June 16, 2010 at 8:12 am (Encryption, Security, Steganography)


I have been playing around with a Steganography program called: steghide. It is pretty neat. It allows you to encrypt a piece of data and hide it an image, the formats that it supports are: JPEG, BMP, WAV and AU file formats. It works using Graph Theory approach to Steganography. Here is an explanation of how it works extracted from the man page (please see “man steghide” for more information):

At first, the secret data is compressed and encrypted. Then a sequence of positions of pixels in the cover file is created based on a pseudo-random number generator initialized with the passphrase (the secret data will be embedded in the pixels at these positions). Of these positions those that do not need to be changed (because they already contain the correct value by chance) are sorted out. Then a graph-theoretic matching algorithm finds pairs of positions such that exchanging their values has the effect of embedding the corresponding part of the secret data. If the algorithm cannot find any more such pairs all exchanges are actually performed. The pixels at the remaining positions (the positions that are not part of such a pair) are also modified to contain the embedded data (but this is done by overwriting them, not by exchanging them with other pixels). The fact that (most of) the embedding is done by exchanging pixel values implies that the first-order statistics (i.e. the number of times a color occurs in the picture) is not changed. For audio files the algorithm is the same, except that audio samples are used instead of pixels.

Here is an example of using steghide to hide a text file:

[Wed Jun 16 09:00:30]
[zoidberg@/dev/null:~/steg ] $ echo "Secret data..." > secret.txt

[Wed Jun 16 09:00:33]
[zoidberg@/dev/null:~/steg ] $ ls -l
total 24
-rw-r--r-- 1 zoidberg zoidberg 19604 2010-06-16 08:59 picture.jpg
-rw-r--r-- 1 zoidberg zoidberg 15 2010-06-16 09:00 secret.txt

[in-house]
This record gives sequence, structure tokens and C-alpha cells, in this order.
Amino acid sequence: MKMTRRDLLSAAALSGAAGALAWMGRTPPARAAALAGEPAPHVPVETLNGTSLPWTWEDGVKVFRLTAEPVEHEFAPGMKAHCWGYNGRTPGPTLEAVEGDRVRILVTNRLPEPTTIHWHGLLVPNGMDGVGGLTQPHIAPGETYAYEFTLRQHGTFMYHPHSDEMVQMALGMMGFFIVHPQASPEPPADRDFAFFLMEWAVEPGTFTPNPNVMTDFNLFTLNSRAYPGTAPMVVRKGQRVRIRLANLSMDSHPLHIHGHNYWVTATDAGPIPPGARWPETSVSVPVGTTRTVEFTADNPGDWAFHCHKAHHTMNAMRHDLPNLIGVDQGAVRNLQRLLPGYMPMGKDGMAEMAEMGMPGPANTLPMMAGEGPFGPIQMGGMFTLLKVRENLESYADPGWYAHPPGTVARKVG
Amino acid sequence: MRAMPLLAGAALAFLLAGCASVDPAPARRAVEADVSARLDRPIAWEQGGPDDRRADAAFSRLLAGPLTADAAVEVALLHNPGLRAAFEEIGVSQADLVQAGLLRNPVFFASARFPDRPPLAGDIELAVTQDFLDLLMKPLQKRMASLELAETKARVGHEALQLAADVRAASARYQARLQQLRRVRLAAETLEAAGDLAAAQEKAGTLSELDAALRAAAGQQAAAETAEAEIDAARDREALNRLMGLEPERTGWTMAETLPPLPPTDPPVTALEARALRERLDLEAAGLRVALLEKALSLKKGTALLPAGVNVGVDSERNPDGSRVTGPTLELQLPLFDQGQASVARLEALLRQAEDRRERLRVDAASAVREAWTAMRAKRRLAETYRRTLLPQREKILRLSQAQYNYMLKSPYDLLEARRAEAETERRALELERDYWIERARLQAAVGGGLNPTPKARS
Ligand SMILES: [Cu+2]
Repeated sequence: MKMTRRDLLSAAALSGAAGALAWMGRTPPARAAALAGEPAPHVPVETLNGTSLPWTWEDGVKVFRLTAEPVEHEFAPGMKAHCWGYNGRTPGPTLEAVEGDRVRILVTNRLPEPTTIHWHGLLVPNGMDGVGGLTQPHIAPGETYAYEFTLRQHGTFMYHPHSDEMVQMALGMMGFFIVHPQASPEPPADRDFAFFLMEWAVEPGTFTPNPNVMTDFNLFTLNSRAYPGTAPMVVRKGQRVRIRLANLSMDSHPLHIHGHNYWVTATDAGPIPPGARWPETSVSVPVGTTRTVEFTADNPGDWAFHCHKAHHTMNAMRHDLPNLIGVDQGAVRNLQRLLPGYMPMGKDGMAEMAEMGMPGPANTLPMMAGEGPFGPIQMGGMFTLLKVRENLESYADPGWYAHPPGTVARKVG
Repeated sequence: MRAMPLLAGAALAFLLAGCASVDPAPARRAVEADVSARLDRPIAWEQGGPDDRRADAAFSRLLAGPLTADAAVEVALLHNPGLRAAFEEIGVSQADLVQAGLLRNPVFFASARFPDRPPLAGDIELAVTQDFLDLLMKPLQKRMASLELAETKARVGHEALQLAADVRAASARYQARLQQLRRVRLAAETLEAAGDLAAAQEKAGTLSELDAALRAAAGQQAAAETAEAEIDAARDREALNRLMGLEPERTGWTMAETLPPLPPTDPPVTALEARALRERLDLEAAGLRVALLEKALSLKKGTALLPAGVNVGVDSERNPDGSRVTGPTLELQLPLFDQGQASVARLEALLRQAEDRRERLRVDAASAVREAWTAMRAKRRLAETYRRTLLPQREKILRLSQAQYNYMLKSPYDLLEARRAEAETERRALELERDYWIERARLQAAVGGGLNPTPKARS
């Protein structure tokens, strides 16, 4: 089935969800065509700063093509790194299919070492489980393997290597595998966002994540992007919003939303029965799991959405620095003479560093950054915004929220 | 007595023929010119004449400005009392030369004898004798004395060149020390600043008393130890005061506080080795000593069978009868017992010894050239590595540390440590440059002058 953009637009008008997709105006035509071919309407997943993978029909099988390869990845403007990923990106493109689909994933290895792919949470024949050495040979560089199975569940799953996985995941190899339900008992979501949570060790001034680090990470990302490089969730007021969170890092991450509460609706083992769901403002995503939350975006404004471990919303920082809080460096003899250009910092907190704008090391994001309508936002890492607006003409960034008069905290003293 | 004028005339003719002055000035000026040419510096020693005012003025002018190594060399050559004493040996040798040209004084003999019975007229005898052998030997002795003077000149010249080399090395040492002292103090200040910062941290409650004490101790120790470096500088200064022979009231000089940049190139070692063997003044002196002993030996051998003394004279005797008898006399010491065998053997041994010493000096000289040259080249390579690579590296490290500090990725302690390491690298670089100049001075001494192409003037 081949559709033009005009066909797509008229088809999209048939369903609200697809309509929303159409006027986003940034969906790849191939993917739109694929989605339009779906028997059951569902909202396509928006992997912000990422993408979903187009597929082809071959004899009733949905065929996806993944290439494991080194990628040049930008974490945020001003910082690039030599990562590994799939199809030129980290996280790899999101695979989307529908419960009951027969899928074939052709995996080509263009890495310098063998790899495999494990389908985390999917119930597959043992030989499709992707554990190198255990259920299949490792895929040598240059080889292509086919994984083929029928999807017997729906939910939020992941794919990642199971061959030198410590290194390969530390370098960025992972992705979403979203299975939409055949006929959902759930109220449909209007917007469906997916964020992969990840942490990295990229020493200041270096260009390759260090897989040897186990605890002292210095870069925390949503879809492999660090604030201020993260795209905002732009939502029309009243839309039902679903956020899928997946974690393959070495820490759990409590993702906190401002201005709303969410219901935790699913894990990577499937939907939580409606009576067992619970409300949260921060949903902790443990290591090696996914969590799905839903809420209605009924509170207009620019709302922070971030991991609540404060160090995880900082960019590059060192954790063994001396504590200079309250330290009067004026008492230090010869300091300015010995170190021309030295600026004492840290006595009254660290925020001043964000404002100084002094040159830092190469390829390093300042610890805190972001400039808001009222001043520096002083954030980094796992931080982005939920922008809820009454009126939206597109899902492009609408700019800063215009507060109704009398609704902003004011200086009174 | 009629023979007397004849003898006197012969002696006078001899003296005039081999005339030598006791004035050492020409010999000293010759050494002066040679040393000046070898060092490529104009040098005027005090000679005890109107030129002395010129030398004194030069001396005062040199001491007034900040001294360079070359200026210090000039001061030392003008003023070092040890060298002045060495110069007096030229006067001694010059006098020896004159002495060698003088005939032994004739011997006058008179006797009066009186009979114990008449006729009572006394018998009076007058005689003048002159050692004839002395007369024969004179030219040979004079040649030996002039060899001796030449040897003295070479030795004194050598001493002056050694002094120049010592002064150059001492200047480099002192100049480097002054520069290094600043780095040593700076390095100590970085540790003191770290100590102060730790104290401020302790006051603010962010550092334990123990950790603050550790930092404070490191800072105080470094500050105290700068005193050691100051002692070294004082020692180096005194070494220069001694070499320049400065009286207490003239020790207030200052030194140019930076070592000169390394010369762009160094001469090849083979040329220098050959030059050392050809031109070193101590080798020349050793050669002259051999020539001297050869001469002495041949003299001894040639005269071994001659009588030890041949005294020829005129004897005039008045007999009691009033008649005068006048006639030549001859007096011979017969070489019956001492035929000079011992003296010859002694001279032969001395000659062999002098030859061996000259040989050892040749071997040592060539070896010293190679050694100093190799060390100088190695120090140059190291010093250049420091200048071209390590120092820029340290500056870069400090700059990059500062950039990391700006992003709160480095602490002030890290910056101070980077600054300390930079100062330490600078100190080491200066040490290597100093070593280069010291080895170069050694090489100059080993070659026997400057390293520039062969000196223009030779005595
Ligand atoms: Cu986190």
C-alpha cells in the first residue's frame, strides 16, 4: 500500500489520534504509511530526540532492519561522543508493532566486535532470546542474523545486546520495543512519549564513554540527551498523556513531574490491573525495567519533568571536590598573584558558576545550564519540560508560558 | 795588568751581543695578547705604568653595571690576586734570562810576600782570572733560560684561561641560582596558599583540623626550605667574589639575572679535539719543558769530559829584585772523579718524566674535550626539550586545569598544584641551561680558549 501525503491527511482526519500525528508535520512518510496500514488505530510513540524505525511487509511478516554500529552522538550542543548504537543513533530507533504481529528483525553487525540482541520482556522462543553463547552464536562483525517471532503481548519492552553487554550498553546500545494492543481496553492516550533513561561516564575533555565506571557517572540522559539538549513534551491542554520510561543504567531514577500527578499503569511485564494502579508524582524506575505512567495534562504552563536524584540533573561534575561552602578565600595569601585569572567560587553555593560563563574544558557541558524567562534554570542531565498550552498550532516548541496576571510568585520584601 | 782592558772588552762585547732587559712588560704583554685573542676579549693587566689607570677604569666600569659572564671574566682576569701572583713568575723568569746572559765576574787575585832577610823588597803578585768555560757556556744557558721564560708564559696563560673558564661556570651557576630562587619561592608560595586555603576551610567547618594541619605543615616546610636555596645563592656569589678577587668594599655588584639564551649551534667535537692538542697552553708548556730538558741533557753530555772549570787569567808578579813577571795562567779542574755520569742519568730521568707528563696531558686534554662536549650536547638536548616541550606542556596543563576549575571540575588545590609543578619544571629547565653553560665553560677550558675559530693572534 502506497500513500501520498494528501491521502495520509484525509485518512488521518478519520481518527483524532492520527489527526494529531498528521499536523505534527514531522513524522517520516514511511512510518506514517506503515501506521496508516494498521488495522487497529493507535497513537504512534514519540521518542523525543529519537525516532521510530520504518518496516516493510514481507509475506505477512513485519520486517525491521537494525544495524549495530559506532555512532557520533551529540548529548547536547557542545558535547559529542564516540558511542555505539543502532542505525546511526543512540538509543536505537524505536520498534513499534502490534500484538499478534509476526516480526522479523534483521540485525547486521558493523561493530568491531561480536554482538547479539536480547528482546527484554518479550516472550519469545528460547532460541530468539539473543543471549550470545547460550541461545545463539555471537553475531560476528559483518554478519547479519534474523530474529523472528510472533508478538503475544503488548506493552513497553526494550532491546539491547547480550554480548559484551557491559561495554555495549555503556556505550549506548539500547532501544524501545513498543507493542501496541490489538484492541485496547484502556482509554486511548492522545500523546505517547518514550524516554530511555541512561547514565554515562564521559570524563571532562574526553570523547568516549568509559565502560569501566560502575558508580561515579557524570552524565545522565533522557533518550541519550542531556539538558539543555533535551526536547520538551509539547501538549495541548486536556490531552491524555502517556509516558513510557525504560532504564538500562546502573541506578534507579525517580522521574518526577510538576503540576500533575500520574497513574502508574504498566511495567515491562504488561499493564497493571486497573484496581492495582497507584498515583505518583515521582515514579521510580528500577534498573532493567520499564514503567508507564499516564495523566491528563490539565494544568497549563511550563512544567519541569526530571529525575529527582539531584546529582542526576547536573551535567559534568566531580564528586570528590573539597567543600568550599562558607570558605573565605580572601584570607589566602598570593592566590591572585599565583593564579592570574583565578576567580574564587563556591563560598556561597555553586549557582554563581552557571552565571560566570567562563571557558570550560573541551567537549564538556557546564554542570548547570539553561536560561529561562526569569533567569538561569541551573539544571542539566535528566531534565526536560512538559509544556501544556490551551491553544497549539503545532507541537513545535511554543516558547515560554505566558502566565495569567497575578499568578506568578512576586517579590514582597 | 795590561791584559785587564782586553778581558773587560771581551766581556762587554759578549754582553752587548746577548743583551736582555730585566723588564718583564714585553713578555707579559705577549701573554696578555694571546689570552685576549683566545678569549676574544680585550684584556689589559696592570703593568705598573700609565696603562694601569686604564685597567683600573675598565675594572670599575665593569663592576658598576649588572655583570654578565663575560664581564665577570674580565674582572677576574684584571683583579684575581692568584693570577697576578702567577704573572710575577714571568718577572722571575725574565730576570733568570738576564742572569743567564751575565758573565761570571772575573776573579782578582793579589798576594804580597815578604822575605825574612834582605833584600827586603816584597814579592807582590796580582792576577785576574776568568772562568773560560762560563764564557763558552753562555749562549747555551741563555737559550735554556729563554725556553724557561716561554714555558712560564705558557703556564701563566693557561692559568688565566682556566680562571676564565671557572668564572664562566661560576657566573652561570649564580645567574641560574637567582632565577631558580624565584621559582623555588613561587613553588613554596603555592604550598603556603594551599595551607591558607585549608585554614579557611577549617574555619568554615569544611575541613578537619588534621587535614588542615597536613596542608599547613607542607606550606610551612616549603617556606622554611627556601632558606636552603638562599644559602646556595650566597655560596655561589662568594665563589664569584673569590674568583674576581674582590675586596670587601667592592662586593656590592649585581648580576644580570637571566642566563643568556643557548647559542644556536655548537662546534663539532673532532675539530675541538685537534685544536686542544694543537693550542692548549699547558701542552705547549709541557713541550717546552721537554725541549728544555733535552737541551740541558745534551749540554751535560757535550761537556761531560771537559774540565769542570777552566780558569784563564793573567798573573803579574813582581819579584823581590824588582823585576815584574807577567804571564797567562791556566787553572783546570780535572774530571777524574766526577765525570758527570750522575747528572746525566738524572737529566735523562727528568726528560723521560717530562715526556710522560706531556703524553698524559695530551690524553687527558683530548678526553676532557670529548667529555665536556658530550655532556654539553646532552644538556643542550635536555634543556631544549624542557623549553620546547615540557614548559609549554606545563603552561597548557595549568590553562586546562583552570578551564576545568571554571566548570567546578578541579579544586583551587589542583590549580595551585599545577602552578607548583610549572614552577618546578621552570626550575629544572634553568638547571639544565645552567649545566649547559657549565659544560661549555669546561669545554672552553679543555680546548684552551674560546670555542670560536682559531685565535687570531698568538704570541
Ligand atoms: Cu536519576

[Wed Jun 16 09:00:35]
[zoidberg@/dev/null:~/steg ] $ file picture.jpg secret.txt
picture.jpg: JPEG image data, JFIF standard 1.01
secret.txt: ASCII text

[Wed Jun 16 09:00:41]
[zoidberg@/dev/null:~/steg ] $ steghide embed -cf picture.jpg -ef secret.txt
Enter passphrase:
Re-Enter passphrase:
embedding "secret.txt" in "picture.jpg"... done

[Wed Jun 16 09:01:16]
[zoidberg@/dev/null:~/steg ] $ rm secret.txt

[Wed Jun 16 09:01:20]
[zoidberg@/dev/null:~/steg ] $ ls -l
total 16
-rw-r--r-- 1 zoidberg zoidberg 13289 2010-06-16 09:01 picture.jpg

[Wed Jun 16 09:01:21]
[zoidberg@/dev/null:~/steg ] $ file picture.jpg
picture.jpg: JPEG image data, JFIF standard 1.01

[Wed Jun 16 09:01:25]
[zoidberg@/dev/null:~/steg ] $ steghide extract -sf picture.jpg
Enter passphrase:
wrote extracted data to "secret.txt".

[Wed Jun 16 09:01:56]
[zoidberg@/dev/null:~/steg ] $ ls -l
total 20
-rw-r--r-- 1 zoidberg zoidberg 13289 2010-06-16 09:01 picture.jpg
-rw-r--r-- 1 zoidberg zoidberg 15 2010-06-16 09:01 secret.txt

[Wed Jun 16 09:02:00]
[zoidberg@/dev/null:~/steg ] $ cat secret.txt
Secret data...

[Wed Jun 16 09:02:01]
[zoidberg@/dev/null:~/steg ] $

As you can see very simple program to use, really cool technique. I have played around with this and am able to bypass content control filters as well as anti virus systems. For example, a company that uses content control systems (like MessageLabs / Symantec Hosted Services) where you can define rules to govern what type of content can enter and leave an organizations mail server. Using this technique you can for instance hide a text file full of credit card numbers or any other data that content control usually picks up and get it through without being caught. Also you can hide malware/virus within the image and this too will bypass most AV vendors systems, I checked on Virus Total and it bypasses every vendor there. For you to make use of the latter I guess you would need to figure out a way to execute the virus within the image for it to be malicious, however being able to bypass content control is dangerous enough.

Permalink 1 Comment